LED Grow Lights
LED grow lights are relatively new to the cannabis growing scene, but they have become extremely popular over the last few years with their ability to produce excellent yields while staying cool and using a practical amount of electricity. With a high quality LED grow light and an average-to-good grow, you can expect yields of about 0.5 to 1g/watt.
The final yield depends a lot on strain and grow skill, as well as the quality of the lamp itself, but that's a good rule of thumb for most models. For example, a 200W LED (200W true power draw, not an "equivalent" wattage) would produce around 100-200 grams on average, or 3.5 to 7 ounces.
Today's LED models are much better for growing cannabis than the ones available even a few years back. Many modern lamps are full spectrum or "wideband" spectrum (instead of just red and blue light diodes, which produce a bluish purple light and are sometimes called "blurples"). Full spectrum light is easier on the eyes and including at least some amount of green light to blurples generally results in healthier growth. Other spectrum colors like red, far red, and infrared are important for the budding/flowering stage. LED producers have designed customized lenses to point light directly to the plants and improve penetration, resulting in greater yields for the same amount of light compared to older models. There are also several form elements, with everything from the casing to the size of the diodes differing from model to model.
3 Key Kinds of LED Grow Lights
There are 3 main kinds of LEDs that are most often used for growing cannabis. Each kind of model has its pros and cons, so there isn't yet a "best" LED type. Some are better for some situations than others.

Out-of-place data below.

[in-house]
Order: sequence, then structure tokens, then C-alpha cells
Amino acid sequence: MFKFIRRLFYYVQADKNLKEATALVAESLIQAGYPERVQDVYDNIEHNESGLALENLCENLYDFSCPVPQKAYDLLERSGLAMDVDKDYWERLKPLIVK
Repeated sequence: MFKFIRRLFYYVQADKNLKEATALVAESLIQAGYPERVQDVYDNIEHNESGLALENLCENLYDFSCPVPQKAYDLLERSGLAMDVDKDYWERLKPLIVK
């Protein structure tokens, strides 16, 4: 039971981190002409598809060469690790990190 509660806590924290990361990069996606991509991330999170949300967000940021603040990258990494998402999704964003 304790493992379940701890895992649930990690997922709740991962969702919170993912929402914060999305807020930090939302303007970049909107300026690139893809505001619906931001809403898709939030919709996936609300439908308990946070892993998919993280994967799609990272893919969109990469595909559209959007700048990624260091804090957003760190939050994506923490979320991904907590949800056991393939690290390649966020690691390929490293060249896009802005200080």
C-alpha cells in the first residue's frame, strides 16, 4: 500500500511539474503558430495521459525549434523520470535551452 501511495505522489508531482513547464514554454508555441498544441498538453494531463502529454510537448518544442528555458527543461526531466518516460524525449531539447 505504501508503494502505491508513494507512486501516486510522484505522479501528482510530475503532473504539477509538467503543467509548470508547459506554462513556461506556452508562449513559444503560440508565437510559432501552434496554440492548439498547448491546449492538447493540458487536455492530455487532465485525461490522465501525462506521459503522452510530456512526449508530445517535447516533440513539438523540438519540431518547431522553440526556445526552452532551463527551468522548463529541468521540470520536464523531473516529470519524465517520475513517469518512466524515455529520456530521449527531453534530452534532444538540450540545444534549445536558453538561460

1. Spread Style
Many smaller LEDs are spread out over a large space. Examples of this design include Quantum Boards, Rack and "Spider style" LED grow lights.
The name "Quantum Board LED grow light" emerged from Horticulture Lighting Group, though the term is currently occasionally used for any LED in this style. They tend to have relatively low wattage diodes which are spread out over a large area on a board. These are becoming more popular recently, and appear to give particularly good outcomes for the amount of wattage used.
The "spider style" LEDs are similar to Quantum Boards because the individual diodes are spread out and have a tendency to be on the smaller side, yet they are set on a panel with "arms" like a spider instead of a solid board. One popular example is the SPYDRx line of LED lights. These generally have an incredibly high cost, but cultivators that use them swear they get better results than any other type of LED grow light.
2. Traditional Panel
The conventional panel LEDs have small to medium wattage diodes and the lamps tend to be more compact. The majority of LED grow lights offered today are in this style. They are sort of halfway between a Quantum Board and a COB Style light, with a mix of components from both.
3. COB Style
These grow lights use large COB (Chip on Board) LED "bulbs". Each COB is very bright and intense because they have multiple LED chips in a small area. COBs generate more powerful light than other kinds of LEDs, and each COB utilizes a significant amount of electricity.
Rather than having dozens of small diodes, COB style LED grow lights usually only have a handful of large COBs, each with strong lenses to direct the light down into the plant. These are quickly growing in popularity and are known for having deep penetration into the plant canopy.
It's also typical to see LED grow lights that only have one COB per lamp. These make it easy to spread your light over a grow space, one lamp at a time. Occasionally referred to as "AutoCOBs". Some LED grow lights have a single COB LED. Several units can be spread out as needed.
Each COB has its own spectrum, so you can create a tailored spectrum for your plants by merging several AutoCOBs with each other. They are very configurable if you have an unusually shaped grow space, or want to be able to accommodate different plants of different sizes at the same time.Some COB LED grow lights can be plugged into normal light sockets.
Choose LED Grow Lights If: